(INDIANAPOLIS) - State lawmakers are looking to address Indiana's growing student debt problem this session.
Indiana has the third-highest student loan default rate in the country, according to the U.S. Department of Education, and the average Hoosier graduates from a four-year college owing $27,001, putting Indiana eighth in the country for highest debt rate, Call 6 Investigator Kara Kenney reported.
Sen. Jim Banks, R-Columbia City, has authored Senate Bill 182, which makes transferring credits easier and saves students money.
"I hear from constituents in my district all the time who their son or daughter took at class at IPFW or Ivy Tech, went to transfer that credit to Indiana University or Purdue, and found out they had to retake that class," Banks said. "College is just too expensive."
Banks has also co-sponsored another bill aimed at credit creep.
"Degrees are taking on more credit hours than before, and at the end of the day, the students and families will pay more for a college education," Banks said.
Preventing college debt is also a top priority for Learn More Indiana, an organization that helps students prepare and pay for college.
The group is offering a webinar at noon and 6 p.m. Friday at www.fafsafriday.org and one-on-one help at www.collegegoalsunday.org at 2 p.m. Sunday.
"The FAFSA form has a lot of in-depth questions on it. It can be a little intimidating for a lot of people," said Niccole Caan of Learn More Indiana. "So, this webinar is going to take people step by step through the FAFSA and show them what they need to fill it out."
Even if a person does qualify for state and federal aid, student debt can still be an issue.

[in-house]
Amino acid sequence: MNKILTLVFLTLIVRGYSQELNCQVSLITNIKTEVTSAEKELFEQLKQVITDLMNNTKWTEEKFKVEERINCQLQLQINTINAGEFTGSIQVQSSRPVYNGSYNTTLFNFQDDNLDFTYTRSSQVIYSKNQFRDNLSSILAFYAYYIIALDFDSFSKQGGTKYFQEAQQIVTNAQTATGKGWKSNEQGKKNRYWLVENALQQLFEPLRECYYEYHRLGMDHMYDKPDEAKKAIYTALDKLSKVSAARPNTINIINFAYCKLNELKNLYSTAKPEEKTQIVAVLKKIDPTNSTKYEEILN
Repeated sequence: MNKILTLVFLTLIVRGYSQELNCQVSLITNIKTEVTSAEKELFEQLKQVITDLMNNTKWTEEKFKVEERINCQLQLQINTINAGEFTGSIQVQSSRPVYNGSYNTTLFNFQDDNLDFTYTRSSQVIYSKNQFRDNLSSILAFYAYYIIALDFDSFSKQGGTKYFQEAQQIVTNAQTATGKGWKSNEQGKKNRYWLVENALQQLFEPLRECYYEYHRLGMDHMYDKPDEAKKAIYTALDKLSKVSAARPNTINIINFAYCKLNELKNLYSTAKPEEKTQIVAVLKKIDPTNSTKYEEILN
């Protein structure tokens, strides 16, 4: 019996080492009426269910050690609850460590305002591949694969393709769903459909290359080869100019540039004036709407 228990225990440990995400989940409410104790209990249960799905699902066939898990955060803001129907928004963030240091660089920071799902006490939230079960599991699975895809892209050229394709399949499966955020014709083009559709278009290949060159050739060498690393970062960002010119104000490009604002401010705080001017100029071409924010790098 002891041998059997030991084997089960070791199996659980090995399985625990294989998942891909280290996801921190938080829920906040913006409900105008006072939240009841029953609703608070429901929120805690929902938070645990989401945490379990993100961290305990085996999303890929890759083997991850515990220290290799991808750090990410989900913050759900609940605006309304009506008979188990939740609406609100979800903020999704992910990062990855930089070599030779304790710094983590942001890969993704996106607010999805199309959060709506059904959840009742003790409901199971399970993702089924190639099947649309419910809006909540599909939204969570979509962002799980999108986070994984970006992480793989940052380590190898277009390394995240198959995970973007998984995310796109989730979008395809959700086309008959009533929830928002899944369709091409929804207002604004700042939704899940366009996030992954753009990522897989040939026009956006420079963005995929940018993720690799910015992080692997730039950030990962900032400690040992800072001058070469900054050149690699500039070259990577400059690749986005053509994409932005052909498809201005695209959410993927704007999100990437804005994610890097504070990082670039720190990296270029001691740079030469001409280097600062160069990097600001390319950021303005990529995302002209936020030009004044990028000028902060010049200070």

"There's still a huge gap between what college costs and what students can afford," Caan said. "The best way you can do that is to start looking for scholarships. There's money out there. You need to look for it."
Universities said that they're working hard to be more efficient and keep tuition and fees affordable for families.
"We have reduced our ongoing base operating budget by $36 million over the last three years by reducing staff positions, consolidating some of our administrative operations, such as purchasing, and taking other steps," said Mark Land, IU spokesman. "Today, IU employs 483 fewer faculty and staff than it did in January 2011."
IU dropped summer session tuition 25 percent for in-state students, and Purdue will now use trimesters to allow students to get a degree more quickly.
"Purdue has acknowledged that the rise in tuition costs is unsustainable and that state allocations are not likely to improve in the future," said Chris Sigurdson, Purdue spokesman. "We're taking steps to grow other sources of revenue to help reduce Purdue's reliance on tuition increases and state dollars."
Banks said the credit transfer bill passed 50-0 out of the Senate and is awaiting a hearing in the House.
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